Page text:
He added, ‘Vic Gerami and his team at the Truth And Accountability League have taken a proactive step in organizing a Town Hall in Glendale to create a safe place for the community to address this ongoing matter. I look forward to being on the panel and serving the greater LA community.’

Elected officials who would like to attend and have special requests and members of the media interested in interviews should contact Vic Gerami at 310.880.8563 (or) [email protected]. For additional information, visit TAAL’s website, TruthAndAccountabilityLeague.org.

Please click here for photos and see the attached invitation. 

About TAAL

TAAL is a 501©3 non-profit advocacy organization founded in 2020 due to a significant increase in anti-Armenian racism, defamation, hate crimes, and Armenophobia. We monitor and confront bias, disinformation, propaganda, and slander of the Armenian people and culture at the media level, including social media, academics, intelligentsia, and public policy.

Our Mission

To protect human rights, promote equality, combat racism where it appears and exists, stop the defamation and threats of violence against people of Armenian ethnicity, educate the community about racism, bias, and discrimination, achieve worldwide recognition of the Armenian Genocide, and end the crime of Genocide for all people across the world.

About the LA County Commission on Human Relations

The Los Angeles County Commission on Human Relations is dedicated to promoting positive human relations in our richly diverse, multicultural county. The Commission works to develop programs that proactively address racism, homophobia, religious prejudice, linguistic bias, anti-immigrant sentiment, and other divisive attitudes that can lead to intercultural tension, hate crimes, and related violence. Partnering with law enforcement, schools, cities, community-based organizations, youth, academics, policy makers, businesses, and other leaders, the Commission brings key players together to resolve immediate intercultural conflicts and to work toward the longer term aim of eradicating bias and prejudice.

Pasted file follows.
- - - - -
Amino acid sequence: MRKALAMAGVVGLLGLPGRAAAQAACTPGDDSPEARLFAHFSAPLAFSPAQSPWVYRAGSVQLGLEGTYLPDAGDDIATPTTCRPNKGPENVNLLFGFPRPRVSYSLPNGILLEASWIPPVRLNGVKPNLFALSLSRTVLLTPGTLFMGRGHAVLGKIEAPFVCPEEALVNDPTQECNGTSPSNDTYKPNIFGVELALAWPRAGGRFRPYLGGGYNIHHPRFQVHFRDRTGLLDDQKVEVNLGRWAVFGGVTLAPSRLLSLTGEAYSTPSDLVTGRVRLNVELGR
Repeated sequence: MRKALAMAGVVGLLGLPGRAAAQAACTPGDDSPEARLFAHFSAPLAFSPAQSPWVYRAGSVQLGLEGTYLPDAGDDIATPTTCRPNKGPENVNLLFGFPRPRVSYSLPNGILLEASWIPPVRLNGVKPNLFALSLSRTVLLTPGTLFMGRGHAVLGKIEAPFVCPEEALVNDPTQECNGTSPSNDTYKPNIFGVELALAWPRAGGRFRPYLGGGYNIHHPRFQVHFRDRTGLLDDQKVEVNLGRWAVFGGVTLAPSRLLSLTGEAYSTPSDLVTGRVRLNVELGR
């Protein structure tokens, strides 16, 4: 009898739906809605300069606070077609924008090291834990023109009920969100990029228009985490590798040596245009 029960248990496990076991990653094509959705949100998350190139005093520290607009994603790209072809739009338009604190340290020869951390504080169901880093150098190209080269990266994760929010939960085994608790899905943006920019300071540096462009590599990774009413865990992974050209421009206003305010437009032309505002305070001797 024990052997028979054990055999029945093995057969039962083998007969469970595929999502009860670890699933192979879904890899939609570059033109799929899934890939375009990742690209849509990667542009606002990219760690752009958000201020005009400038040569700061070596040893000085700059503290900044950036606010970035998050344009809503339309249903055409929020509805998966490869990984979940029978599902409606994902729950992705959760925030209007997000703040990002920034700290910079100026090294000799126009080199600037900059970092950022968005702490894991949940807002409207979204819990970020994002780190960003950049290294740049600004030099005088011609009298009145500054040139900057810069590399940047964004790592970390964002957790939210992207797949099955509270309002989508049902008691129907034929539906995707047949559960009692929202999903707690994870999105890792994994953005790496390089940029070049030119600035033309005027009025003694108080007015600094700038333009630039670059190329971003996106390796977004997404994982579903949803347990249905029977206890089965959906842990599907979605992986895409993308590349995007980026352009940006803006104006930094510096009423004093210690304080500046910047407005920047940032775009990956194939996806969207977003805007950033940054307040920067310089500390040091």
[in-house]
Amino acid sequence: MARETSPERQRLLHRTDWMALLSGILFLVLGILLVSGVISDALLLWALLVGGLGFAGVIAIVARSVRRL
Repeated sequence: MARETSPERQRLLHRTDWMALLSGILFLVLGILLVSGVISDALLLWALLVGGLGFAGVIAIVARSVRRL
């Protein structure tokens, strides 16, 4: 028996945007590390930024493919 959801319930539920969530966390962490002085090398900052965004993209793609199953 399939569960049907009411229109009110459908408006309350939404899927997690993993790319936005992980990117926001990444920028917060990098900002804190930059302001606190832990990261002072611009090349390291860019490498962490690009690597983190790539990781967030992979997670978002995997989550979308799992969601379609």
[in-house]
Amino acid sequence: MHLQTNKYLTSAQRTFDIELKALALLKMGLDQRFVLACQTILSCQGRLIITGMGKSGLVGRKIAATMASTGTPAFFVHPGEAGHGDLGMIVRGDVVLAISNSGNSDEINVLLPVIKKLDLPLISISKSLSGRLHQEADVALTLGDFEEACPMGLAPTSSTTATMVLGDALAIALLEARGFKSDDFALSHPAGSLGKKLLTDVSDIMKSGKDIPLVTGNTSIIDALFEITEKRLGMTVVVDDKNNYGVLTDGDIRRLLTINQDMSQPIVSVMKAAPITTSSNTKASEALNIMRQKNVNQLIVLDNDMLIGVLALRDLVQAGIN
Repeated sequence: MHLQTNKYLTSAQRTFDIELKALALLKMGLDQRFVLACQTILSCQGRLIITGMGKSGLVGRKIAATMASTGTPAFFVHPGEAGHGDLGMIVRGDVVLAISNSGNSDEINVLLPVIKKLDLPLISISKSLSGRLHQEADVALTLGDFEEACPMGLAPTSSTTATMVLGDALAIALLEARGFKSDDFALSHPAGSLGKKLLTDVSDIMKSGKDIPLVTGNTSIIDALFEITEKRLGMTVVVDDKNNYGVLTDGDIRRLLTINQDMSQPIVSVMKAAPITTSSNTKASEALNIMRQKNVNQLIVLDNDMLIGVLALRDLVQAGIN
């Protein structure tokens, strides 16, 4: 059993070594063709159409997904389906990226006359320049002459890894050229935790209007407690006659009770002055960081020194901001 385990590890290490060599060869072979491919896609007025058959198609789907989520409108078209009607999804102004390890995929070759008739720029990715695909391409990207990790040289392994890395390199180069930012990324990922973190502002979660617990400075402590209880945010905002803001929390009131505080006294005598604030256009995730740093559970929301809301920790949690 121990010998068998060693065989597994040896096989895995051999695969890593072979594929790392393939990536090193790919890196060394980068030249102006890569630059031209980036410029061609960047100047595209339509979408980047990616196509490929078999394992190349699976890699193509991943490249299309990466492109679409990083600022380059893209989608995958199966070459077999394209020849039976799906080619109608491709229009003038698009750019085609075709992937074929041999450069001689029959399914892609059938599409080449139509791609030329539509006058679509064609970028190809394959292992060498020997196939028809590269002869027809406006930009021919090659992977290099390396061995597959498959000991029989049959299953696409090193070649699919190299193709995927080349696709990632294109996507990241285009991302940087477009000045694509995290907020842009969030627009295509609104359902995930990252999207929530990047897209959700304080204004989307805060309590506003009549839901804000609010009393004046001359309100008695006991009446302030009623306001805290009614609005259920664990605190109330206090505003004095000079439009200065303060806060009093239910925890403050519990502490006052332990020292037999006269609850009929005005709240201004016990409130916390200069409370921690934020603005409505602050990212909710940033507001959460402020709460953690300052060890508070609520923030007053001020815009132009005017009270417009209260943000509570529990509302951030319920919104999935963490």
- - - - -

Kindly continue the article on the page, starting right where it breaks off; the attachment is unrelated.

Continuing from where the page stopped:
LA County’s Human Relations Commission has a legacy that dates back more than 75 years to shortly after the so-called “Zoot Suit Riots” displayed serious, long-standing human relations concerns. This incident, during which large numbers of mostly White young men in the military clashed with local young men of color for three days in the streets of LA, served as a wake-up call to county residents. In January, 1944, the County Board of Supervisors established a Committee for Interracial Progress. Two years later it was renamed the Committee for Human Relations. Following national recognition for its effective work to improve intergroup relations, the Committee became an official agency of County government in 1958 and was renamed the Los Angeles County Commission on Human Relations. The Commission is among the oldest and largest of its kind in the U.S.